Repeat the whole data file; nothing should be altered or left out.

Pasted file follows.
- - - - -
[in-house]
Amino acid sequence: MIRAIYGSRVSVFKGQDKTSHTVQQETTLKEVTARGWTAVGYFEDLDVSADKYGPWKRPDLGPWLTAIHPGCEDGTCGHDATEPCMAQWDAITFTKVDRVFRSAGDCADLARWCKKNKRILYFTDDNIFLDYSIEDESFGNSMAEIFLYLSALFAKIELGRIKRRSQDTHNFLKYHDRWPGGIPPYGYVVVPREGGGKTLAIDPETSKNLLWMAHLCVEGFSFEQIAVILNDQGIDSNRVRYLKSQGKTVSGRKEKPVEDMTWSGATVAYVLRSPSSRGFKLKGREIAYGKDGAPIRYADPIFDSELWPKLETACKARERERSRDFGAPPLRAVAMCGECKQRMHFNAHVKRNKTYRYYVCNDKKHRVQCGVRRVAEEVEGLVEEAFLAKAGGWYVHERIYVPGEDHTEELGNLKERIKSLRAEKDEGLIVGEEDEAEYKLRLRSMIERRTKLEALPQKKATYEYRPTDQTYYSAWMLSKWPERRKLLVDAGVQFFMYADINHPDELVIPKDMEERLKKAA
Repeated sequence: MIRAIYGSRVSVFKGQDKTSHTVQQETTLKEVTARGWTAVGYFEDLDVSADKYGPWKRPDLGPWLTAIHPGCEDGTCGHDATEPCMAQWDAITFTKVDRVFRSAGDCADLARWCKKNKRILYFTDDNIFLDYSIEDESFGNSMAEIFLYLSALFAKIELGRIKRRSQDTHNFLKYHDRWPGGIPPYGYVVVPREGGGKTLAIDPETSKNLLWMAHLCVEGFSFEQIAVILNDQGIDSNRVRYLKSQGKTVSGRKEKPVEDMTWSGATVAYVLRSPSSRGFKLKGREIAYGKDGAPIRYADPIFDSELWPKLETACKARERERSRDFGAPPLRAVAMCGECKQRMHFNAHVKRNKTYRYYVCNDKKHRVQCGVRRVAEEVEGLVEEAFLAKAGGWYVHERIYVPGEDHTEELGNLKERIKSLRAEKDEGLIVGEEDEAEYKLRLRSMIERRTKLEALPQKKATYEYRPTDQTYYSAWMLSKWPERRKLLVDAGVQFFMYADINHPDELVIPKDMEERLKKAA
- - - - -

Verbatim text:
[in-house]
Amino acid sequence: MIRAIYGSRVSVFKGQDKTSHTVQQETTLKEVTARGWTAVGYFEDLDVSADKYGPWKRPDLGPWLTAIHPGCEDGTCGHDATEPCMAQWDAITFTKVDRVFRSAGDCADLARWCKKNKRILYFTDDNIFLDYSIEDESFGNSMAEIFLYLSALFAKIELGRIKRRSQDTHNFLKYHDRWPGGIPPYGYVVVPREGGGKTLAIDPETSKNLLWMAHLCVEGFSFEQIAVILNDQGIDSNRVRYLKSQGKTVSGRKEKPVEDMTWSGATVAYVLRSPSSRGFKLKGREIAYGKDGAPIRYADPIFDSELWPKLETACKARERERSRDFGAPPLRAVAMCGECKQRMHFNAHVKRNKTYRYYVCNDKKHRVQCGVRRVAEEVEGLVEEAFLAKAGGWYVHERIYVPGEDHTEELGNLKERIKSLRAEKDEGLIVGEEDEAEYKLRLRSMIERRTKLEALPQKKATYEYRPTDQTYYSAWMLSKWPERRKLLVDAGVQFFMYADINHPDELVIPKDMEERLKKAA
Repeated sequence: MIRAIYGSRVSVFKGQDKTSHTVQQETTLKEVTARGWTAVGYFEDLDVSADKYGPWKRPDLGPWLTAIHPGCEDGTCGHDATEPCMAQWDAITFTKVDRVFRSAGDCADLARWCKKNKRILYFTDDNIFLDYSIEDESFGNSMAEIFLYLSALFAKIELGRIKRRSQDTHNFLKYHDRWPGGIPPYGYVVVPREGGGKTLAIDPETSKNLLWMAHLCVEGFSFEQIAVILNDQGIDSNRVRYLKSQGKTVSGRKEKPVEDMTWSGATVAYVLRSPSSRGFKLKGREIAYGKDGAPIRYADPIFDSELWPKLETACKARERERSRDFGAPPLRAVAMCGECKQRMHFNAHVKRNKTYRYYVCNDKKHRVQCGVRRVAEEVEGLVEEAFLAKAGGWYVHERIYVPGEDHTEELGNLKERIKSLRAEKDEGLIVGEEDEAEYKLRLRSMIERRTKLEALPQKKATYEYRPTDQTYYSAWMLSKWPERRKLLVDAGVQFFMYADINHPDELVIPKDMEERLKKAA